Life can begin anew each day. We can rise as new beings, filled with life and promise.

Photo by Pericomart

January’s moon revisits us tonight, April 17, 2011

We celebrate each full moon with a vow renewal ceremony we learned in Plum Village on a retreat. After a beautiful Touching the Earth ceremony with our sangha, the Washington Mindfulness Community, and two sitting meditation sessions, we came home and realized that we could end the day with our Full Moon Ceremony. Tonight’s full moon is very bright in a mostly clear sky with occasional clouds that lend even more mystery.

The ceremony is very simple and takes only a few minutes. We light a candle at the kitchen window with a view of the moon, sound the bell and recite the Five Awarenesses:

1. We are aware that all generations of our ancestors and all future generations are present in us.
2. We are aware of the expectations that our ancestors, our children, and their children have of us.
3. We are aware that our joy, peace, freedom and harmony are the joy, peace, freedom and harmony of our ancestors, our children and their children.
4. We are aware that understanding is the very foundation of love.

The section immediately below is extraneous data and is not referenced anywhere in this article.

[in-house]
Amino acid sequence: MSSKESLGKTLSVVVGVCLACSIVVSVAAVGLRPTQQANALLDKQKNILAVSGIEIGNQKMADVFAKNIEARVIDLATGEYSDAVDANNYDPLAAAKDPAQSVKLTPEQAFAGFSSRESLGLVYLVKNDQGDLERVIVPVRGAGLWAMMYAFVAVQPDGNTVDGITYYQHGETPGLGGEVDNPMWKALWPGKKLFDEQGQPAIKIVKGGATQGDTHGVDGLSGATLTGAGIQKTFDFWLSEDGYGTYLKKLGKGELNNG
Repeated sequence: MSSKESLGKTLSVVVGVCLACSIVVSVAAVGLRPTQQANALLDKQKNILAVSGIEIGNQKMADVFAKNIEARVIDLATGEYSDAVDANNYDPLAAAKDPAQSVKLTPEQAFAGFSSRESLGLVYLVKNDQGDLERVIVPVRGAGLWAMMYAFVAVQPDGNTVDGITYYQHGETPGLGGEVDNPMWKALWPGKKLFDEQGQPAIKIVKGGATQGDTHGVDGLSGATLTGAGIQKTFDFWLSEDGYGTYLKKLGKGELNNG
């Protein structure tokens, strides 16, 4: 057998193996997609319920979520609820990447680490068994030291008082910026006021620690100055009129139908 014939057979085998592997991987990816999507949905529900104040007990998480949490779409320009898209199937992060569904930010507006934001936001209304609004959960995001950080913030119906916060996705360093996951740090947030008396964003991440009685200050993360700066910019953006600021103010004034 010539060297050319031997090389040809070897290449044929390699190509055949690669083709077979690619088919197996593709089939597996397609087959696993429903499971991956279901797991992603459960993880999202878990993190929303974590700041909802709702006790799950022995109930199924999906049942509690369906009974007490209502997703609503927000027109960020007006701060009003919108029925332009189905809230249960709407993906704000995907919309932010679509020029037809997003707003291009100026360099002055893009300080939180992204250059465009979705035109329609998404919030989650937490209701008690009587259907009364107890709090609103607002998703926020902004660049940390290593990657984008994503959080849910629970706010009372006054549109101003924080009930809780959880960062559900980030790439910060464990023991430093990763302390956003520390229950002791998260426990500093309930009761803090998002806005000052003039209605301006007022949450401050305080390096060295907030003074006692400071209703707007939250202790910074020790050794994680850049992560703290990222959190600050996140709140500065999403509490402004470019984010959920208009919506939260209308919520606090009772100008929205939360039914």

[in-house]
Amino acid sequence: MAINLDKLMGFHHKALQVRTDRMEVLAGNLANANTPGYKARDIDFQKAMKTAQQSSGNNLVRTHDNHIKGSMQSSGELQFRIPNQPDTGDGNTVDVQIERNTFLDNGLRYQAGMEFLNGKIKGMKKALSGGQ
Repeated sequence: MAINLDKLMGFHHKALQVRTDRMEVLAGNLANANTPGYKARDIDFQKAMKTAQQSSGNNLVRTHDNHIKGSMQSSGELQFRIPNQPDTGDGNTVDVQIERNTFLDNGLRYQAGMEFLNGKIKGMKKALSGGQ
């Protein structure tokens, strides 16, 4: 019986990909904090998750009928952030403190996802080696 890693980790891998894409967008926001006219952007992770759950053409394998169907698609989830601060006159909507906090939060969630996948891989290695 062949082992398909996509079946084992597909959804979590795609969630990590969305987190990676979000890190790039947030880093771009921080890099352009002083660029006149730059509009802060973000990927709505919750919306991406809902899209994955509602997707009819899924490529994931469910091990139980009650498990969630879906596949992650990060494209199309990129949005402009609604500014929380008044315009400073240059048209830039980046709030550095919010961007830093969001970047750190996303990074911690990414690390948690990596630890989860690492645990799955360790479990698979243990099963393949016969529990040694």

5. We are aware that blaming and arguing never help us and only create a wider gap between us, that only understanding, trust and love can help us change and grow.

The moon slides behind a cloud, but we are aware it is here, that we are here, interconnected.

As I’m typing, see that the sun is suffusing new leaves on the tree outside with transparent yellow light. A red cardinal flew by so fast that I caught the color and a rough shape. Life happens all around me every day if I’m awake and alive enough to notice. Happy I was able to sleep deeply, to rest my body, especially my fingers. The rest of the morning, afternoon and part of the evening I wrote. We also enjoyed a beautiful walk along Sligo on a gorgeous spring evening.

Photo by L*Ali

Words are very powerful
Words have the power to move us
from a place deep within us.
Words have the power to shift us
from old beliefs to new ones.
Words have the power to inspire us
to take action steps that make a difference.
Words have the power to shake us up
and help us change.
Words have the power to touch our hearts
and bring peace.

Ruth Fishel, for April 15 in Peace in Our Hearts, Peace in the World